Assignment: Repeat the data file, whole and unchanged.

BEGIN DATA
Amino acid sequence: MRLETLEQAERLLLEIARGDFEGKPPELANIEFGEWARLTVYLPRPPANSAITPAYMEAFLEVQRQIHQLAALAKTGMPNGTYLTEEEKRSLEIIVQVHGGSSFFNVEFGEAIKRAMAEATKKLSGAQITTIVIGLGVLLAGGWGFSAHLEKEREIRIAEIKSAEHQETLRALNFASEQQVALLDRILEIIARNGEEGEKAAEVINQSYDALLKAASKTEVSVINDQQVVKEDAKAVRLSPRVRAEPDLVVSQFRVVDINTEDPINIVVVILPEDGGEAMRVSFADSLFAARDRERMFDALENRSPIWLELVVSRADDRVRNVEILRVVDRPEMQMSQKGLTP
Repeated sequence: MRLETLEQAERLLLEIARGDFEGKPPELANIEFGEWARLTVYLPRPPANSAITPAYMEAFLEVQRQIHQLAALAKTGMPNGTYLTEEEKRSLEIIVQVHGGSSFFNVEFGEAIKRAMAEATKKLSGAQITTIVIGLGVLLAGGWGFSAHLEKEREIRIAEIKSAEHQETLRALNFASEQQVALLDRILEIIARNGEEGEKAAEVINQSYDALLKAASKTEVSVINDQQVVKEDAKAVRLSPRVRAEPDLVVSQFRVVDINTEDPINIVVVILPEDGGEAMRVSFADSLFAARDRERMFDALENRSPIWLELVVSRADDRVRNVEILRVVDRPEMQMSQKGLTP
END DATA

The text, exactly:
Amino acid sequence: MRLETLEQAERLLLEIARGDFEGKPPELANIEFGEWARLTVYLPRPPANSAITPAYMEAFLEVQRQIHQLAALAKTGMPNGTYLTEEEKRSLEIIVQVHGGSSFFNVEFGEAIKRAMAEATKKLSGAQITTIVIGLGVLLAGGWGFSAHLEKEREIRIAEIKSAEHQETLRALNFASEQQVALLDRILEIIARNGEEGEKAAEVINQSYDALLKAASKTEVSVINDQQVVKEDAKAVRLSPRVRAEPDLVVSQFRVVDINTEDPINIVVVILPEDGGEAMRVSFADSLFAARDRERMFDALENRSPIWLELVVSRADDRVRNVEILRVVDRPEMQMSQKGLTP
Repeated sequence: MRLETLEQAERLLLEIARGDFEGKPPELANIEFGEWARLTVYLPRPPANSAITPAYMEAFLEVQRQIHQLAALAKTGMPNGTYLTEEEKRSLEIIVQVHGGSSFFNVEFGEAIKRAMAEATKKLSGAQITTIVIGLGVLLAGGWGFSAHLEKEREIRIAEIKSAEHQETLRALNFASEQQVALLDRILEIIARNGEEGEKAAEVINQSYDALLKAASKTEVSVINDQQVVKEDAKAVRLSPRVRAEPDLVVSQFRVVDINTEDPINIVVVILPEDGGEAMRVSFADSLFAARDRERMFDALENRSPIWLELVVSRADDRVRNVEILRVVDRPEMQMSQKGLTP